County moves ahead with Cave Rock drought upgrade |

County moves ahead with Cave Rock drought upgrade

Not willing to bet that El Niño will end the drought, Douglas County will move forward with work on the intakes for the Cave Rock water system.

Last summer’s water shortage had the county’s Lake Tahoe water systems close to declaring a drought emergency.

The Lake was so low that the intake pipes were rising above the surface near the shore, where wave action was damaging them.

Cave Rock and other Lake Tahoe water systems generally get their drinking water from the Lake.

A $240,000 project is proposed to improve the system’s ability to draw water from the Lake no matter the level.

“We did make it through the summer by the skin of our teeth,” said Public Works Director Carl Ruschmeyer. “We all recognize this El Nino pattern in question. Is there a chance the Lake can recover at this point? Are we going to have additional droughts? We need to be prepared in managing risk.”

Cave Rock resident Ralph Miller questioned the need for the improvements given reports that El Niño will make a difference.

“There is no chance of this proposal being required,” he said. “Even at a ridiculously low level, our own charge peak demand can be met without the expenditure of $240,000 with a .5 percent reduction.”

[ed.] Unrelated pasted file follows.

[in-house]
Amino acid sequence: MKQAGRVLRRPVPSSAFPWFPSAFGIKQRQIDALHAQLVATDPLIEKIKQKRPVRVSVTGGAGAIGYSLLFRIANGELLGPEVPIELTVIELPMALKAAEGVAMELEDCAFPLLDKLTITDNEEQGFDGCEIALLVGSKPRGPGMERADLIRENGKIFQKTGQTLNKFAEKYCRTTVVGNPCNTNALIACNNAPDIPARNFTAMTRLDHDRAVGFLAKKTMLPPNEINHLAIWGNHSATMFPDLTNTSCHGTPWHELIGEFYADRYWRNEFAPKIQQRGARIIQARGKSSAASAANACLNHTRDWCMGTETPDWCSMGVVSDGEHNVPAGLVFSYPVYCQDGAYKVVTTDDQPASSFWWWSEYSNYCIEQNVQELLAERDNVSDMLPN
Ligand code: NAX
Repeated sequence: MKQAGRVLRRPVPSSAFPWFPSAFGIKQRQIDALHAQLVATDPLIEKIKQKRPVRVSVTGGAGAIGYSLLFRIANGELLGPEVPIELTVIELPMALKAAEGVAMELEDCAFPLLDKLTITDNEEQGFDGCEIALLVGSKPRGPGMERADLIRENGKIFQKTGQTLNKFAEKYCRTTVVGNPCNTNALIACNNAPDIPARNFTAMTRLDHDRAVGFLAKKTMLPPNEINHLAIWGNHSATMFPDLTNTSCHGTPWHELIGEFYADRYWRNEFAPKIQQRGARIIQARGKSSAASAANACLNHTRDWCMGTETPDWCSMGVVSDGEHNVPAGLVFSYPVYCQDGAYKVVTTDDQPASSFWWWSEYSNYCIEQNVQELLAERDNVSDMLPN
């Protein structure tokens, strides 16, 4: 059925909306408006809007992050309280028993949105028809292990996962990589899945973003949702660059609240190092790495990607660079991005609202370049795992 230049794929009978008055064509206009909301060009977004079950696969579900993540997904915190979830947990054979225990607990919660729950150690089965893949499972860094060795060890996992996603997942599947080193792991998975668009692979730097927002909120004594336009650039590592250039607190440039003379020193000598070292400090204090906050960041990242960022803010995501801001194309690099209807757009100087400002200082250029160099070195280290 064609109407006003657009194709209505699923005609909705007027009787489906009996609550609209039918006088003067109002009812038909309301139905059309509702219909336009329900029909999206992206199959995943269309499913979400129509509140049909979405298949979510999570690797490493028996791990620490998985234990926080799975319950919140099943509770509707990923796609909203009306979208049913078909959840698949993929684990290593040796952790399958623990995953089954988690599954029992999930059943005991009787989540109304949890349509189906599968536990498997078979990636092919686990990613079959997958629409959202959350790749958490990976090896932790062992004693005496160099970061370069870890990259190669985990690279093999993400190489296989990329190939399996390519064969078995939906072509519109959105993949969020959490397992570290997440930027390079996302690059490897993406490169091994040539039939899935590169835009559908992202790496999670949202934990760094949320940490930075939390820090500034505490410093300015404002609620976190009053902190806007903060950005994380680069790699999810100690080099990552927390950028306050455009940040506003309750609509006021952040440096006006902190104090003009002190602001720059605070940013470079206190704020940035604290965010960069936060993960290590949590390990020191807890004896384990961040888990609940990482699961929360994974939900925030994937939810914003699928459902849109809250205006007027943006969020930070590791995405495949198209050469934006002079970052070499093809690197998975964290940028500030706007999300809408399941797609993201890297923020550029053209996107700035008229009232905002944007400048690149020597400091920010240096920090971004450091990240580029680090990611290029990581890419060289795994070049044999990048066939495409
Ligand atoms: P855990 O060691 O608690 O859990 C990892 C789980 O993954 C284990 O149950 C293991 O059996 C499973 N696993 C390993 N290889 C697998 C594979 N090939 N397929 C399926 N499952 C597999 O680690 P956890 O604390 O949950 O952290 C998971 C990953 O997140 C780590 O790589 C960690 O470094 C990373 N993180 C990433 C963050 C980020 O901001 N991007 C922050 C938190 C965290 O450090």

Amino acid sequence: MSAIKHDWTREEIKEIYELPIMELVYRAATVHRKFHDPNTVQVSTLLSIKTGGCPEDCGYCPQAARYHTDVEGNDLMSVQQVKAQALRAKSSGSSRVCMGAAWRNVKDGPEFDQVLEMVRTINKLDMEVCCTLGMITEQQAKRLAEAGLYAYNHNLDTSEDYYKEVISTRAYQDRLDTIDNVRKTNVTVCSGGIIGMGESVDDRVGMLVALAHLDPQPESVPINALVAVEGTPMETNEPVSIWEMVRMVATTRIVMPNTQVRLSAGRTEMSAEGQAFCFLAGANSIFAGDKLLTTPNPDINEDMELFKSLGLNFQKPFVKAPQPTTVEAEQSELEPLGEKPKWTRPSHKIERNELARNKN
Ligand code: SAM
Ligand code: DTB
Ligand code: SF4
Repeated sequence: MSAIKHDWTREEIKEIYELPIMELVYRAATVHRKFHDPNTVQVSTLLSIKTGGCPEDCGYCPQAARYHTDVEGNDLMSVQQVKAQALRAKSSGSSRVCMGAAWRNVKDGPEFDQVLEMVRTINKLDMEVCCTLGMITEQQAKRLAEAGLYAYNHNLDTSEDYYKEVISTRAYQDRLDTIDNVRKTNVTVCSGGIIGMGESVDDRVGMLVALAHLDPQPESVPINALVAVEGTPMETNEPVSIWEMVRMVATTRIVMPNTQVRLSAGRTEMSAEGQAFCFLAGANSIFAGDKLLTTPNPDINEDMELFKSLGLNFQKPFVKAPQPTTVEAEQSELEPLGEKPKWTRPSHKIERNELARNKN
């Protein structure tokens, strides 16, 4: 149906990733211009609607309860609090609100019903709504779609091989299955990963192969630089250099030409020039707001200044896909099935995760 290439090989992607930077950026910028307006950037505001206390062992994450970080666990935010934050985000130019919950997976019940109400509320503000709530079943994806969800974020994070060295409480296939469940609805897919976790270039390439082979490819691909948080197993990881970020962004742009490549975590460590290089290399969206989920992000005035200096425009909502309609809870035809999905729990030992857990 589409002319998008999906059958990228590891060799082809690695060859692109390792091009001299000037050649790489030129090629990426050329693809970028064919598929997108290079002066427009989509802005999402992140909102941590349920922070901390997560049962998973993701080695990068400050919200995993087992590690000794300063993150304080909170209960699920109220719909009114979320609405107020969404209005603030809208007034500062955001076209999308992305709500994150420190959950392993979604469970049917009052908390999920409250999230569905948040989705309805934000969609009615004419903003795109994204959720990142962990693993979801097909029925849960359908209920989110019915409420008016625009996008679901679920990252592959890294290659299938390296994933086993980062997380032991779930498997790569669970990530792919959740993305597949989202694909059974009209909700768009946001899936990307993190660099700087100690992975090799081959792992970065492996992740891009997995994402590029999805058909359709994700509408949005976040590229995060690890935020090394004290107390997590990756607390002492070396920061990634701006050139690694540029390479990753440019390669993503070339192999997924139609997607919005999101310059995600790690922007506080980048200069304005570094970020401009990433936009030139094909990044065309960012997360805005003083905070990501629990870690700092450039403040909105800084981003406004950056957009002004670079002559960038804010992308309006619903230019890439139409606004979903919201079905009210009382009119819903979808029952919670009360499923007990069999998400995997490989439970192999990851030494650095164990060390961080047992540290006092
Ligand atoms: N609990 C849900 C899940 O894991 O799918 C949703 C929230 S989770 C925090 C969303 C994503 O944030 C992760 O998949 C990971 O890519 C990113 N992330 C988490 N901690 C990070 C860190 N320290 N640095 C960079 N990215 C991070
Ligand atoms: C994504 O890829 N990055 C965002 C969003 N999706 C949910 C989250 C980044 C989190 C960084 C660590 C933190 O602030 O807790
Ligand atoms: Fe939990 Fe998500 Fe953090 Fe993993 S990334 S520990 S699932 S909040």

Ruschmeyer said the work goes beyond the system’s immediate needs.

An inline booster pump will help protect the system from future drought conditions.

County commissioners said the project isn’t entirely about the immediate threat.

“It looks good right now, we’re way ahead of last year,” Commissioner Greg Lynn said. “I can see the rational here. Just because we’re doing good this year, doesn’t mean we’re going to do good next year.”

Commissioner Barry Penzel pointed out that if the county waits to find out what the weather brings, it will be too late to do the work.

“We can’t wait until summer for that answer,” he said. “If we don’t get it started, we won’t be able to do the improvements this summer.”

According to a proposal presented last fall, work would have to be completed before the Memorial Day crowds arrive.